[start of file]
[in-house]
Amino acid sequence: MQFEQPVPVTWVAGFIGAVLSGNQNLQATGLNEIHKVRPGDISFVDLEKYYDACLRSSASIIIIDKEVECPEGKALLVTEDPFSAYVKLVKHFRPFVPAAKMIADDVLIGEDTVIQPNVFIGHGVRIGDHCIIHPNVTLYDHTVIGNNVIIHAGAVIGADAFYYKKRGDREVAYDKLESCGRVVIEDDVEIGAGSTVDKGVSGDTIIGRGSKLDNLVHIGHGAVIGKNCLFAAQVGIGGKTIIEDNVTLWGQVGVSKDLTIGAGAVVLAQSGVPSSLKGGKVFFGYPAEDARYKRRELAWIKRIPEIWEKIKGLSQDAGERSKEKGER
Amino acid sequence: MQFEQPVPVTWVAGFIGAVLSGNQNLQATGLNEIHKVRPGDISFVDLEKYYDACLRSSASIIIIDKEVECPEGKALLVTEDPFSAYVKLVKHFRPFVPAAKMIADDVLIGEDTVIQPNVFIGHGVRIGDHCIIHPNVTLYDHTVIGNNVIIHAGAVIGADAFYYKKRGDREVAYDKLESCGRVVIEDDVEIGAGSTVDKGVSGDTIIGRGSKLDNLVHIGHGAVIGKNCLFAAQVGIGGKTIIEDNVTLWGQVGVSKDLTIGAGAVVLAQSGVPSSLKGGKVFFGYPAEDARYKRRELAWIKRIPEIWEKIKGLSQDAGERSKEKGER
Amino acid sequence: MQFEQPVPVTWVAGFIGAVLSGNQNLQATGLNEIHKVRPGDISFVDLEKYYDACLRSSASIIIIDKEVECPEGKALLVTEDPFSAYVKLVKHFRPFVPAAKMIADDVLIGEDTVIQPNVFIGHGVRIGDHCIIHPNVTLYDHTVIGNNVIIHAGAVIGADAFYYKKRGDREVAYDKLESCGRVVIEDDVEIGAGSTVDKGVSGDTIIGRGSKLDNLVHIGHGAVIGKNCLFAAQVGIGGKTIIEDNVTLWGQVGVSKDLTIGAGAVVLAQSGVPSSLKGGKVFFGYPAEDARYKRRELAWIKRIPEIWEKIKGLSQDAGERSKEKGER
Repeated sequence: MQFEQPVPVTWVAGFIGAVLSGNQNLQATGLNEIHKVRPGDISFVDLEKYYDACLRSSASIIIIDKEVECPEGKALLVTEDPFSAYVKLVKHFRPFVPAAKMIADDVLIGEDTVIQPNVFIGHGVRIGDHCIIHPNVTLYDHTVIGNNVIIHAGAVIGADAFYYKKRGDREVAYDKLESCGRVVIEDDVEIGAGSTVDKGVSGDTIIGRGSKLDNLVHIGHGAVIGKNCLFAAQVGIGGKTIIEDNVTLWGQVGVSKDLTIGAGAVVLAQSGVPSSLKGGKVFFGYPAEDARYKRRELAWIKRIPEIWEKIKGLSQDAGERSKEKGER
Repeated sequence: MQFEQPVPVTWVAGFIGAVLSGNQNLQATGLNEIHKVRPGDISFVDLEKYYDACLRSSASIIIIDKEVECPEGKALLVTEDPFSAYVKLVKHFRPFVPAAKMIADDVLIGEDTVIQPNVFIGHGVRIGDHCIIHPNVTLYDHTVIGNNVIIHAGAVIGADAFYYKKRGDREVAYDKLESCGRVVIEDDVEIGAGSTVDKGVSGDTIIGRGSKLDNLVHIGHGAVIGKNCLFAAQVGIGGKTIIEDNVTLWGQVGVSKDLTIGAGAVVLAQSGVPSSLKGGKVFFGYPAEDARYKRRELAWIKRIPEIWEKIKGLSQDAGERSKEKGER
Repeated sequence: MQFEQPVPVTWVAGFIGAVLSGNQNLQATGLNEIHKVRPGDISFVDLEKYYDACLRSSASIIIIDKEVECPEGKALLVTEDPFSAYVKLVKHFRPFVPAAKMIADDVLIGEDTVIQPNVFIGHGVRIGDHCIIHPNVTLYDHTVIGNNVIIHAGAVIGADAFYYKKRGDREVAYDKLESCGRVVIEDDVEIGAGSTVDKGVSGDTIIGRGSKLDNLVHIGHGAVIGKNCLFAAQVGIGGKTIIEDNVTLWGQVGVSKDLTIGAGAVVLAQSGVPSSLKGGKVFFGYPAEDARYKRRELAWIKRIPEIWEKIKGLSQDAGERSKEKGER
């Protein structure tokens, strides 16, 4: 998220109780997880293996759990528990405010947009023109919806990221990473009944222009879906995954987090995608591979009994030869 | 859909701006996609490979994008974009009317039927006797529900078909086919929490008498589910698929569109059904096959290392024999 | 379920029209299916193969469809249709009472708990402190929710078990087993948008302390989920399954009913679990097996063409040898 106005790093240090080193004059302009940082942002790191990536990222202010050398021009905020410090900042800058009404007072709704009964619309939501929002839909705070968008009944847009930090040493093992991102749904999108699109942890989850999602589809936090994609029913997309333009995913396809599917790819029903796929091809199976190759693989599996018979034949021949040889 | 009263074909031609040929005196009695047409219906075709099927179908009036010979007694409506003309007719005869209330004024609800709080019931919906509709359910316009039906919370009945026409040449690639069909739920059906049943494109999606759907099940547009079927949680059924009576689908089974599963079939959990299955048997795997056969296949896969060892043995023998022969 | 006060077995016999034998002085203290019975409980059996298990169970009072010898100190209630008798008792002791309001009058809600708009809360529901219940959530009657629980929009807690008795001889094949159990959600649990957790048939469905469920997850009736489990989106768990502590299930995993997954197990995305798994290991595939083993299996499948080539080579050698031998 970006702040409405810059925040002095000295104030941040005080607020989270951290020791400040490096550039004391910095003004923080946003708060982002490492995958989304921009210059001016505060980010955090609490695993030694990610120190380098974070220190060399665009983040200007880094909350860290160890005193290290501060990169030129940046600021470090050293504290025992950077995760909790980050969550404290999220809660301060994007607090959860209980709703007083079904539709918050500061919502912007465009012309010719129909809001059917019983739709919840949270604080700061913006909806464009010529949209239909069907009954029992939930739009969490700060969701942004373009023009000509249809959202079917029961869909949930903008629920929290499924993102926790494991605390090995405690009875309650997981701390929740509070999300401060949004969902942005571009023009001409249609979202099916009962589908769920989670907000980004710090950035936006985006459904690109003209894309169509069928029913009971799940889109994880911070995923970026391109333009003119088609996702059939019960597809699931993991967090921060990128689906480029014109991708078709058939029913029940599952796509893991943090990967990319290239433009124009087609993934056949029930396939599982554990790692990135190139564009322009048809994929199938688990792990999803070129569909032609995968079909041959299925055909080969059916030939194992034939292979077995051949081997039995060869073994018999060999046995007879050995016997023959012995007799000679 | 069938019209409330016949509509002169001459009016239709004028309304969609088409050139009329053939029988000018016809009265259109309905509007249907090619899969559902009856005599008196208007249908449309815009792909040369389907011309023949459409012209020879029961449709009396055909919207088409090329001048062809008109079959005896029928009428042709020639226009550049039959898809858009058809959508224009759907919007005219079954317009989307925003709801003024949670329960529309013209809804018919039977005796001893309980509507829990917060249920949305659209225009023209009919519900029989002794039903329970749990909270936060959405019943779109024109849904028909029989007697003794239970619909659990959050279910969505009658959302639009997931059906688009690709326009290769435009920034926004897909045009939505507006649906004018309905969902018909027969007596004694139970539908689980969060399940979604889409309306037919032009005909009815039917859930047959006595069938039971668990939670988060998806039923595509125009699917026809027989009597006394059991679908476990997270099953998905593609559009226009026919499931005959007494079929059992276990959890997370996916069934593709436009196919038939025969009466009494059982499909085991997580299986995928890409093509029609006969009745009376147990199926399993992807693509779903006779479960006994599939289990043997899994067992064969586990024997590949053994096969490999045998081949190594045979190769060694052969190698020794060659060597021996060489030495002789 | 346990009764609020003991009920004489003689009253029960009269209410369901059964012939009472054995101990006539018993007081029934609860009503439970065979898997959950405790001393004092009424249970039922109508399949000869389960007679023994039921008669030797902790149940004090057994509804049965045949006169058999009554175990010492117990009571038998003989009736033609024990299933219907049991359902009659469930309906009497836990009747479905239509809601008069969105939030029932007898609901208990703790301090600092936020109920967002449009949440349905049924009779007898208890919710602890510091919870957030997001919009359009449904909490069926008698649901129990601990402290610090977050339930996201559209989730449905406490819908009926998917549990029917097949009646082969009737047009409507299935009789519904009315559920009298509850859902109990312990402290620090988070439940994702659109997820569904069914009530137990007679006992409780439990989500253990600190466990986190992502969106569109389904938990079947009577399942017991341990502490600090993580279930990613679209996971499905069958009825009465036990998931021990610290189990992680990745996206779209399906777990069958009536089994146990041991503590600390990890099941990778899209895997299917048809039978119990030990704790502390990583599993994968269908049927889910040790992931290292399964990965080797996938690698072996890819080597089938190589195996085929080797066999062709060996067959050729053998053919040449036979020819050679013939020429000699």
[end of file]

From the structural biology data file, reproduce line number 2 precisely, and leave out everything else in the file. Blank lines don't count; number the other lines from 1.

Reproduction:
Amino acid sequence: MQFEQPVPVTWVAGFIGAVLSGNQNLQATGLNEIHKVRPGDISFVDLEKYYDACLRSSASIIIIDKEVECPEGKALLVTEDPFSAYVKLVKHFRPFVPAAKMIADDVLIGEDTVIQPNVFIGHGVRIGDHCIIHPNVTLYDHTVIGNNVIIHAGAVIGADAFYYKKRGDREVAYDKLESCGRVVIEDDVEIGAGSTVDKGVSGDTIIGRGSKLDNLVHIGHGAVIGKNCLFAAQVGIGGKTIIEDNVTLWGQVGVSKDLTIGAGAVVLAQSGVPSSLKGGKVFFGYPAEDARYKRRELAWIKRIPEIWEKIKGLSQDAGERSKEKGER